The somewhat controversial idea that the Truth and Reconciliation Commission (TRC) was one of the worst things to have happened to South Africa certainly isn’t mine nor is it new, but I am starting to see the rationale behind that thinking. One of the biggest criticism, not just of the TRC but of the entire democratic transition and the subsequent creation of the post-apartheid rainbow nation ideal, is that they fostered the false perception that all the hard stuff was out of the way now and that South Africa had, from thenceforth, become a non-racial state. The perception was false because South Africa was still the same racially divided country it had been before, except that, now, nobody was doing anything about the racial rifts because it was believed to have already been done.
This week I read the headline “1 million coloured jobs on the line” for what it was. It was a message to coloured voters to say that the ANC-led government had proposed the amendments to the Employment Equity Act with the intention of taking away coloured jobs to give them to blacks. It was a call on coloured voters not to vote for the ANC. The research that fuelled the headline was the product of the mainly-white trade union Solidarity and the official opposition, the Democratic Alliance.
And last week, Blade Nzimande, the higher education minister, created brouhaha by making reference to a “darkie government” during a parliamentary session. He was saying this in perpetuation of the belief that the Democratic Alliance is a majority-white party that does not believe blacks are fit to govern.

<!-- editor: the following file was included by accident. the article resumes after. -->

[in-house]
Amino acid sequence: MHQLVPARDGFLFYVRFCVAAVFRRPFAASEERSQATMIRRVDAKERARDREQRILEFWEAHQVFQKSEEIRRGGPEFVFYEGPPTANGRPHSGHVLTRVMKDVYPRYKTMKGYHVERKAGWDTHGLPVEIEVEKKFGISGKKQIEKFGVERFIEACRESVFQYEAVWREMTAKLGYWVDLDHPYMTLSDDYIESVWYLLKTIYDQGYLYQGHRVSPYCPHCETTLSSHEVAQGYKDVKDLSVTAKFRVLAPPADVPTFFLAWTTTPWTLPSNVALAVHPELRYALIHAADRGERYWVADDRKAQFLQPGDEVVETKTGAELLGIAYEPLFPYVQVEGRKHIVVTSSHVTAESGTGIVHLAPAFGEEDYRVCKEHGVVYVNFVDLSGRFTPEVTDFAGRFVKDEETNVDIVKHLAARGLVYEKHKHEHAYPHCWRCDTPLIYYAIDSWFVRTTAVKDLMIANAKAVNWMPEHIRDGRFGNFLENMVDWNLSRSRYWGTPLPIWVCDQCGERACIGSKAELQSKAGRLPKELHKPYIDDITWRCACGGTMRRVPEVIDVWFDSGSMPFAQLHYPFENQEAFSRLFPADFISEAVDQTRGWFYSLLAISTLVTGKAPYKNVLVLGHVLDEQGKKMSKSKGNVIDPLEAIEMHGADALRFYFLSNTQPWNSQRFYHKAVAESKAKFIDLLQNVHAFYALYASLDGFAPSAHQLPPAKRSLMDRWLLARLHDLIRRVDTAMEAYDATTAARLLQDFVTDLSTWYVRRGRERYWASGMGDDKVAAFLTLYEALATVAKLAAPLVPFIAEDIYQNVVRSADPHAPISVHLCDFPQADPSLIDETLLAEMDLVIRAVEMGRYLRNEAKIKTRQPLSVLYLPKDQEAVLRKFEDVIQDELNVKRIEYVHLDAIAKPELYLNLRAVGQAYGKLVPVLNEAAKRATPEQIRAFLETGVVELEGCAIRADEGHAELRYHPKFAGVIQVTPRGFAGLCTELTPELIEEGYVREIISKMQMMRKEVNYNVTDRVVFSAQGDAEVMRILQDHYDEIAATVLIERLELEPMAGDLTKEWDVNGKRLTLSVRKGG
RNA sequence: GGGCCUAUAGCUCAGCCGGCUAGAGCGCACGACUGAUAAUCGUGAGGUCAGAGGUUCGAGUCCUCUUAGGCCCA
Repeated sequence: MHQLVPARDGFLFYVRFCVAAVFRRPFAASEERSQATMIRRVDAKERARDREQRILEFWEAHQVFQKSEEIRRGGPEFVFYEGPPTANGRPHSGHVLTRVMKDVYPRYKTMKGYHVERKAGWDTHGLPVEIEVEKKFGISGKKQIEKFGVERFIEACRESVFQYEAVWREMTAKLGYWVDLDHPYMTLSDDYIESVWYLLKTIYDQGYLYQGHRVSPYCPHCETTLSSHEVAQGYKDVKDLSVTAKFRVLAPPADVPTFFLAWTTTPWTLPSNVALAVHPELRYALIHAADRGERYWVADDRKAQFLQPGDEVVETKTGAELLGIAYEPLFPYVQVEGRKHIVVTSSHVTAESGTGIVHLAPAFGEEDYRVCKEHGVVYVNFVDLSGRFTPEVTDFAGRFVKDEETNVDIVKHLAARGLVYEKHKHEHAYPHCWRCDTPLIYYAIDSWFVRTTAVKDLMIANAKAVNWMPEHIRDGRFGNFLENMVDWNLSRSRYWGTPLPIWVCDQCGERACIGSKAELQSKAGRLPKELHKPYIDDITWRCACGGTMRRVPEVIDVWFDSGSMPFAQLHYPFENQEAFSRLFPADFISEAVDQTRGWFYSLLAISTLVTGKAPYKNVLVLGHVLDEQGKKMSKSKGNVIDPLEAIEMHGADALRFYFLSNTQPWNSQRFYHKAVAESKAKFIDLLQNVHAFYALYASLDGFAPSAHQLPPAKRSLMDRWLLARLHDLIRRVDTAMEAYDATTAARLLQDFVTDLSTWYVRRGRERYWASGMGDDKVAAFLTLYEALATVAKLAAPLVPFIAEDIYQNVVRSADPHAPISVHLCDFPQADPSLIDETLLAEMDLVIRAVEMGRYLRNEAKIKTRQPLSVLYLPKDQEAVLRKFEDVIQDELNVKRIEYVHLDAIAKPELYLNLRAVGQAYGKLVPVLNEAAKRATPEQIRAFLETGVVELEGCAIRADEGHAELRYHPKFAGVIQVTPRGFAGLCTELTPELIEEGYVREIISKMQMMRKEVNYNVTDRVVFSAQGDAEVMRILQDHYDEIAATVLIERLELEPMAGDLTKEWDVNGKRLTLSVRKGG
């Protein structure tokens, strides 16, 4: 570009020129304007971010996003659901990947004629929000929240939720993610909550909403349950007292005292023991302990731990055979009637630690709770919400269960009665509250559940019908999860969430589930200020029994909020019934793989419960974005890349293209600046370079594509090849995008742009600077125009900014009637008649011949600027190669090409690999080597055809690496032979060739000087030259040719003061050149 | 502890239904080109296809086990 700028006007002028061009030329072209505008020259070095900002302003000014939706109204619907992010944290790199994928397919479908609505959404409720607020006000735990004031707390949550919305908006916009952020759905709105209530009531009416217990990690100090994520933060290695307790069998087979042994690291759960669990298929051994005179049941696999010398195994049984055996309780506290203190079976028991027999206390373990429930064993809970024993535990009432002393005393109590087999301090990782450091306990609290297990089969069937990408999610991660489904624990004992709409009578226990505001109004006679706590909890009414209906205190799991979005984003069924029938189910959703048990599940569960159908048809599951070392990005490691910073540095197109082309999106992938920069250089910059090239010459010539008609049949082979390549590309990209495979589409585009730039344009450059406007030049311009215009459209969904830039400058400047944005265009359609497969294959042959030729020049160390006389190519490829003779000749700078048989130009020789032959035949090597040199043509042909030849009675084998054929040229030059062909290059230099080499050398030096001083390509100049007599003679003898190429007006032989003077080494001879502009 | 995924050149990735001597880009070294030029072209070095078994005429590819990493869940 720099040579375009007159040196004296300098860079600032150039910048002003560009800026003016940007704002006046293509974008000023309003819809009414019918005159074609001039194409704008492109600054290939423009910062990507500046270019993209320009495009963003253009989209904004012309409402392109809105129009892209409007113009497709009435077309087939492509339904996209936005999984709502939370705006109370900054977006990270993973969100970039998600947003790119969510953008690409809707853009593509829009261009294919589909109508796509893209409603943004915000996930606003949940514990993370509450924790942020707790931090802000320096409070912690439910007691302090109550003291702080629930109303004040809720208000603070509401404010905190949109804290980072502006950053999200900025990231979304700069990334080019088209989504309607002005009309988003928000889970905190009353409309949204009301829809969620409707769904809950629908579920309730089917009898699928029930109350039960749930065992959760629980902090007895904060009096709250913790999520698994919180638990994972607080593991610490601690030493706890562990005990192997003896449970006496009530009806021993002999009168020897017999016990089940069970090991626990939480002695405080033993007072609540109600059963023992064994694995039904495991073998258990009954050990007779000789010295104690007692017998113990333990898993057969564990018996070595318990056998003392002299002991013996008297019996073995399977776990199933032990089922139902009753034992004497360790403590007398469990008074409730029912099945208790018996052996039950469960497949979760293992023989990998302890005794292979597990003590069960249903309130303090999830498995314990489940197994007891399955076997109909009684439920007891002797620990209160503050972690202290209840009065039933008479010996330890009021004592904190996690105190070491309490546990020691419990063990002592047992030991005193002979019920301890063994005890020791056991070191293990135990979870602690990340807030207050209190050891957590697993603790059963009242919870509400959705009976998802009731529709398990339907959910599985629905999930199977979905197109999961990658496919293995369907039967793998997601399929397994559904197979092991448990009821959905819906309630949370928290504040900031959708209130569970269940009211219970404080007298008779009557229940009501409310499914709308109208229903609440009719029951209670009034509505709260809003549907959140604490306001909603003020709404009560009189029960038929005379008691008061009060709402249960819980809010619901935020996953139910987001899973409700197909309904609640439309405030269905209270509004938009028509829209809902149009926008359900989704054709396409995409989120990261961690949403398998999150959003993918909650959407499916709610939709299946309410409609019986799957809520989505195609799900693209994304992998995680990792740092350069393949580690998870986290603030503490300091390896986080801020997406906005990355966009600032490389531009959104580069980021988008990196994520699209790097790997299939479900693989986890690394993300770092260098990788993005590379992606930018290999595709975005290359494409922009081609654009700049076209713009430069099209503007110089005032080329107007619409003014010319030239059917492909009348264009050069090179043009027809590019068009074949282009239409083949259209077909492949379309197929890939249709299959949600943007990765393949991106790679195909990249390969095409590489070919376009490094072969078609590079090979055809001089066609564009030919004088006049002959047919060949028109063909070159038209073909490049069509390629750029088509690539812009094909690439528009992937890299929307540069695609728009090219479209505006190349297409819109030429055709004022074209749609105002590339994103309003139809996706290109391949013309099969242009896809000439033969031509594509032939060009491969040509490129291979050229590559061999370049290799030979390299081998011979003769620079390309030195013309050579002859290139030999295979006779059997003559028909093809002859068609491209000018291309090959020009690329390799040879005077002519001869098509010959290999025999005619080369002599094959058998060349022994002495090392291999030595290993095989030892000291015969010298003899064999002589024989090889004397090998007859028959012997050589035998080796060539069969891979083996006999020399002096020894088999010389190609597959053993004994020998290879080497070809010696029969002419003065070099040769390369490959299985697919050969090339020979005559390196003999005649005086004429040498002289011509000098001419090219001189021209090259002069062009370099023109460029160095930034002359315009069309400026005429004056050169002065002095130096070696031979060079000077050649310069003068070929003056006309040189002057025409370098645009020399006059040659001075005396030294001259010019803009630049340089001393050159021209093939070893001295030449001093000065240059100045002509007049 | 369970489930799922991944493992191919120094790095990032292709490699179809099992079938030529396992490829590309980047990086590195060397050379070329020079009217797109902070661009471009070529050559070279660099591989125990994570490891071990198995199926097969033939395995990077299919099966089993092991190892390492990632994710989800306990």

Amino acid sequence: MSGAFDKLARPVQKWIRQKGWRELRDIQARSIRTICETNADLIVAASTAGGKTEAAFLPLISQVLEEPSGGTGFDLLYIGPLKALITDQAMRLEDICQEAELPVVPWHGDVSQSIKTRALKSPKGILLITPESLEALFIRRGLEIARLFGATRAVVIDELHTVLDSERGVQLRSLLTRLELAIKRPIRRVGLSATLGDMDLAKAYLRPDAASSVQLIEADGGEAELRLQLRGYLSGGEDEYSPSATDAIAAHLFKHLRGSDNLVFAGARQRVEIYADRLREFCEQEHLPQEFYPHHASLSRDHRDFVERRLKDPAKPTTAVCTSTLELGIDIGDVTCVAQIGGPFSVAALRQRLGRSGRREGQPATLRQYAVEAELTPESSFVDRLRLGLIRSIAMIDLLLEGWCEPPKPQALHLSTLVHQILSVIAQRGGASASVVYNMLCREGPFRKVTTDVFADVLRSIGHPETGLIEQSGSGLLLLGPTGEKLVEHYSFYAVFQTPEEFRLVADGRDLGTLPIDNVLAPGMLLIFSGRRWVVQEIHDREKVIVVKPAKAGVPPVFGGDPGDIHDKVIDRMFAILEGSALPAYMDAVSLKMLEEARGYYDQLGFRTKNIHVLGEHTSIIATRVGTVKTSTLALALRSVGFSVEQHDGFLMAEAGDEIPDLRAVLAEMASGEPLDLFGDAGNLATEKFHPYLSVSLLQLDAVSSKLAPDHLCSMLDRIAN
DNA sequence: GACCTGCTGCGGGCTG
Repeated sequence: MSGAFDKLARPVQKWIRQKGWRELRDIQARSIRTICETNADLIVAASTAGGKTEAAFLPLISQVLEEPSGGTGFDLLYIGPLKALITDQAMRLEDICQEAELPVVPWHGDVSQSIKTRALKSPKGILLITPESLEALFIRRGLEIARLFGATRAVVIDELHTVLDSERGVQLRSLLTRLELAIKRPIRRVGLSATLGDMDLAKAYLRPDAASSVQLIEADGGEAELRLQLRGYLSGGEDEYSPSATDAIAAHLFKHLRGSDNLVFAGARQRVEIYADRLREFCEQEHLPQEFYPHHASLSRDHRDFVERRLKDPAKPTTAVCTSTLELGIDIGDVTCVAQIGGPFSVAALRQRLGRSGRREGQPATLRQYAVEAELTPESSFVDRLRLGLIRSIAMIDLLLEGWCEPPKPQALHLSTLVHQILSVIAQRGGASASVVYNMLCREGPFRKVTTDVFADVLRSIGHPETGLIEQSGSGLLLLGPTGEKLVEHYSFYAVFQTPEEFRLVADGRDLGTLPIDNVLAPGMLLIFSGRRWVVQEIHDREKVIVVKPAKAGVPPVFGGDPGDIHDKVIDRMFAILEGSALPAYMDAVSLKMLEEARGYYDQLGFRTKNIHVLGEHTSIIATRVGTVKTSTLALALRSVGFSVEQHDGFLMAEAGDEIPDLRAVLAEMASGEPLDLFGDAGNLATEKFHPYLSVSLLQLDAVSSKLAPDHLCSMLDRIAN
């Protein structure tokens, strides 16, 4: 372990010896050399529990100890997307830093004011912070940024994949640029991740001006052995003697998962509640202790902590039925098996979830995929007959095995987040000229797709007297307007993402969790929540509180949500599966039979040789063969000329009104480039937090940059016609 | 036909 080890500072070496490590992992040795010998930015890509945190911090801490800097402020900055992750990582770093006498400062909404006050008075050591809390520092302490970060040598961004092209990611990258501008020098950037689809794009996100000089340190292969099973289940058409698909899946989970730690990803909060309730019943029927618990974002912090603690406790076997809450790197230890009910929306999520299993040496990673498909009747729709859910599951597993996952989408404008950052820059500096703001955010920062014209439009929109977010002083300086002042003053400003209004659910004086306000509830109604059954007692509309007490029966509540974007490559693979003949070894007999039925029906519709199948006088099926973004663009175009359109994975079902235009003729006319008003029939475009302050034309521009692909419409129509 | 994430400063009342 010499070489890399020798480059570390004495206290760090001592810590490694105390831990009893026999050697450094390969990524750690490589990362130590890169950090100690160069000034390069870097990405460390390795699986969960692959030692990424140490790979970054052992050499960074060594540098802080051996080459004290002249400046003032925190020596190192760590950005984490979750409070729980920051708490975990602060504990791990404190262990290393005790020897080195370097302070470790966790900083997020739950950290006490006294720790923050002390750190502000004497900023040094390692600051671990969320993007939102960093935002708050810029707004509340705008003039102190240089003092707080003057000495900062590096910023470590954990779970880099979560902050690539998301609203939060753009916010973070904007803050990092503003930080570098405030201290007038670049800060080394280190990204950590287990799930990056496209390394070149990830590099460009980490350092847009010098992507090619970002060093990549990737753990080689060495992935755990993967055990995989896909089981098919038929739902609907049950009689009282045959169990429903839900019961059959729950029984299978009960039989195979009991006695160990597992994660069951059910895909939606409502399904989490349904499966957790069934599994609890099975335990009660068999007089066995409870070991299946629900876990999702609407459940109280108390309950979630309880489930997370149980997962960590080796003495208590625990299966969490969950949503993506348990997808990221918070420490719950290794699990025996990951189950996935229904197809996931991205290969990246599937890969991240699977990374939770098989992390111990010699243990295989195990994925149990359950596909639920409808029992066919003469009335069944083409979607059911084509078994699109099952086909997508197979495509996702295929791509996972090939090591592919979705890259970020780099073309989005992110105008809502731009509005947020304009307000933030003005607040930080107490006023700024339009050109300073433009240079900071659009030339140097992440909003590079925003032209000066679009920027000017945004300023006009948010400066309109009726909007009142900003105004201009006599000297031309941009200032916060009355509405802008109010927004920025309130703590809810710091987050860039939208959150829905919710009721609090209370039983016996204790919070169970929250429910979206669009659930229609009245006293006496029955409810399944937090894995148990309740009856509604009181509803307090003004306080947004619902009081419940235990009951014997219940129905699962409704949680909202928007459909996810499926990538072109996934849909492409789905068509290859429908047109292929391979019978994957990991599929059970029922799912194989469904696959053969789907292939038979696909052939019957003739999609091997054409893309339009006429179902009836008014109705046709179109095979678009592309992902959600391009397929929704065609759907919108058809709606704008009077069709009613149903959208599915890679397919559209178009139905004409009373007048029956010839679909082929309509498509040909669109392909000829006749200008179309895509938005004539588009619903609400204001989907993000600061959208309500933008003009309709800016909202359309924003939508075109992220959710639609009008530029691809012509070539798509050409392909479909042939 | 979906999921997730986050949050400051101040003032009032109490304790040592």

These incidents are hardly isolated and are to be expected, I suppose, especially now given that 2011 is a municipal election year. And while politics is the sector most guilty of exploiting racial differences to get ahead, other sectors too are equally as complicit if only by their inaction.
While on Twitter, lazily crowdsourcing the reasons for the continued racial divisions in South Africa, in-denial journalist Unathi Kondile said, “Changes [to address racial divides] need to happen on a structural level. Not just [by saying,] ‘We are fine!’” Not only do I agree, I’m beginning to suspect that the Truth and Reconciliation Commission and the whole rainbow nation ideal did just that. They denied South Africans the opportunity to address racial divides at a structural level by creating the perception that we were fine and as a result, the fissures remain.
There are murmurs. People, influential and otherwise, recognise that South Africa has not achieved the level of social cohesion that had been hoped. President Jacob Zuma has in a few of his speeches made reference to the need for a national dialogue on social cohesion and the presidency has produced a study on social cohesion and social justice in South Africa. In her state of the Western Cape address last week, opposition leader Helen Zille asked (and left unanswered), “How do we begin repairing our threadbare social fabric?”
The ship’s sailed on this, but perhaps the TRC would have done the country a greater service by dropping the “R” from its name and establishing a separate, indefinite-lived Reconciliation Commission. I’m not entirely certain what such a commission would have done (I have ideas), but, at the very least, its existence would have served as a reminder that healing is in South Africa’s future, not its past. As it stands now, nothing is being done, at least not at the scale it should be. Time is passing and I fear that though the scars may be healing, they will forever be ugly and visible, and likely to open into gaping wounds once again at the slightest provocation.